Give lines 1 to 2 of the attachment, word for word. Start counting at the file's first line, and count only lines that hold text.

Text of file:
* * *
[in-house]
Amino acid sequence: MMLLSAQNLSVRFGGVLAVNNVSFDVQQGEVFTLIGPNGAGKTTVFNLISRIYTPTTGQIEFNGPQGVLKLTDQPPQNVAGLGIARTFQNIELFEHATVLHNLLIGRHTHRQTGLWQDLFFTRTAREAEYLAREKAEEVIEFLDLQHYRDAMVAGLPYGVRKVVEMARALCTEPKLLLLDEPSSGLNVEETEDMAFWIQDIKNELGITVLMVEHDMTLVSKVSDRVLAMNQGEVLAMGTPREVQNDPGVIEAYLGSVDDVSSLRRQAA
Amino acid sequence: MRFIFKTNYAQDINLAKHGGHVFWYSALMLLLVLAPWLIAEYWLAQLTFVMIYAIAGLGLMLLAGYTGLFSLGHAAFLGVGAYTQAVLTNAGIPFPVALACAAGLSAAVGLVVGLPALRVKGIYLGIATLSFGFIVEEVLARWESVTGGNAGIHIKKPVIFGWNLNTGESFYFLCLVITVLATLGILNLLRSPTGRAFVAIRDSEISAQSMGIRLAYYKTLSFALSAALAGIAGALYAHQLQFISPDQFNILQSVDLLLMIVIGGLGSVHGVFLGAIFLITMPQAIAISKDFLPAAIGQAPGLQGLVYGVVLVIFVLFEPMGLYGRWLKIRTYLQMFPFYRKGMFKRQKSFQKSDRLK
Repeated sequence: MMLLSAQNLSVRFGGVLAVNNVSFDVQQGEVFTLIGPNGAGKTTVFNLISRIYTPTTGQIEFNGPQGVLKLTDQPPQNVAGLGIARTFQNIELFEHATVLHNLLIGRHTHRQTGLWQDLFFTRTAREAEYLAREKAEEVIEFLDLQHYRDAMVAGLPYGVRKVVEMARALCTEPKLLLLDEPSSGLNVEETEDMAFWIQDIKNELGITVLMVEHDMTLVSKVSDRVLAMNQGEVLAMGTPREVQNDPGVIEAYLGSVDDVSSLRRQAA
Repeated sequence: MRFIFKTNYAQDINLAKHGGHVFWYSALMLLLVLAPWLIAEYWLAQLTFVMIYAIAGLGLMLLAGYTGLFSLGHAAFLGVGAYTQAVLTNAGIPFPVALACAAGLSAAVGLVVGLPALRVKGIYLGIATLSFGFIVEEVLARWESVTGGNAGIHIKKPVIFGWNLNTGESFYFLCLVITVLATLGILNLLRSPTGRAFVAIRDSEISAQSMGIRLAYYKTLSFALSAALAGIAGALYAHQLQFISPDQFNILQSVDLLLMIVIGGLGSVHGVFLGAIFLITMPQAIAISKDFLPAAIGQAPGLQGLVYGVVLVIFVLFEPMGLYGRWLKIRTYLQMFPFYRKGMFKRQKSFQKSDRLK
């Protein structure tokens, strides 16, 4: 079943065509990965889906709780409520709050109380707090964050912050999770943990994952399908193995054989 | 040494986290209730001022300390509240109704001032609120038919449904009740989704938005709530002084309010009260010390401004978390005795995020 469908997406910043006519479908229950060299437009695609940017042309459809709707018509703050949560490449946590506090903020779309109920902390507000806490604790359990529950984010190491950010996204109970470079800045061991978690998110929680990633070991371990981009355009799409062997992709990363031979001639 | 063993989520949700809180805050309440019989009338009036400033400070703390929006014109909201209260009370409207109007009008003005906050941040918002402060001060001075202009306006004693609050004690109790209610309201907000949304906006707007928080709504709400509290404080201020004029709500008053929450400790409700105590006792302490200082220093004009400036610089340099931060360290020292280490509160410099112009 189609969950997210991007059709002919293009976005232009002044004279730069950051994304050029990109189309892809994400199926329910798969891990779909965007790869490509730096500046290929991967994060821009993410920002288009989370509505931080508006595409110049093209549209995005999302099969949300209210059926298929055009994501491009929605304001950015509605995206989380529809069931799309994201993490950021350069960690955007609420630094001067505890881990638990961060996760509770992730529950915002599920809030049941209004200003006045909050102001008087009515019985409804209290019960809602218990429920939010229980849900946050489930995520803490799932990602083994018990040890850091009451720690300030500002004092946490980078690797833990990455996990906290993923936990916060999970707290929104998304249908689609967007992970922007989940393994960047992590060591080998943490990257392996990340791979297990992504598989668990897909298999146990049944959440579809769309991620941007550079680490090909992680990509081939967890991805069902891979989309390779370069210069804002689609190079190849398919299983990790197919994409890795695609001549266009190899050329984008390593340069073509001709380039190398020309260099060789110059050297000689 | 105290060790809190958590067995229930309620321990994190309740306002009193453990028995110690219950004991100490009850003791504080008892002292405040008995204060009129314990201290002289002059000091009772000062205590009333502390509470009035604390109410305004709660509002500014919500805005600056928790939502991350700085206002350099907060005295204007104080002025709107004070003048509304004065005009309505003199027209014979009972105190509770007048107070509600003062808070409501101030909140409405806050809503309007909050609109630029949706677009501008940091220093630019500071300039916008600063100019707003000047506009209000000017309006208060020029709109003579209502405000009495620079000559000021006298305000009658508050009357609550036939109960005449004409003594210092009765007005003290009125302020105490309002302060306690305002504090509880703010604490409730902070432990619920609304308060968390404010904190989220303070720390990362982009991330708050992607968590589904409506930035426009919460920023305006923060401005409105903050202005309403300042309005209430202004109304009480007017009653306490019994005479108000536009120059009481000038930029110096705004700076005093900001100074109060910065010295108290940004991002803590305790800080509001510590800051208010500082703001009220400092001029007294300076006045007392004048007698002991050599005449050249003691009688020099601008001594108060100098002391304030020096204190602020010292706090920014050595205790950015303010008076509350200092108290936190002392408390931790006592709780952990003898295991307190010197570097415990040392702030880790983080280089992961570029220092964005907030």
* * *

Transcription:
[in-house]
Amino acid sequence: MMLLSAQNLSVRFGGVLAVNNVSFDVQQGEVFTLIGPNGAGKTTVFNLISRIYTPTTGQIEFNGPQGVLKLTDQPPQNVAGLGIARTFQNIELFEHATVLHNLLIGRHTHRQTGLWQDLFFTRTAREAEYLAREKAEEVIEFLDLQHYRDAMVAGLPYGVRKVVEMARALCTEPKLLLLDEPSSGLNVEETEDMAFWIQDIKNELGITVLMVEHDMTLVSKVSDRVLAMNQGEVLAMGTPREVQNDPGVIEAYLGSVDDVSSLRRQAA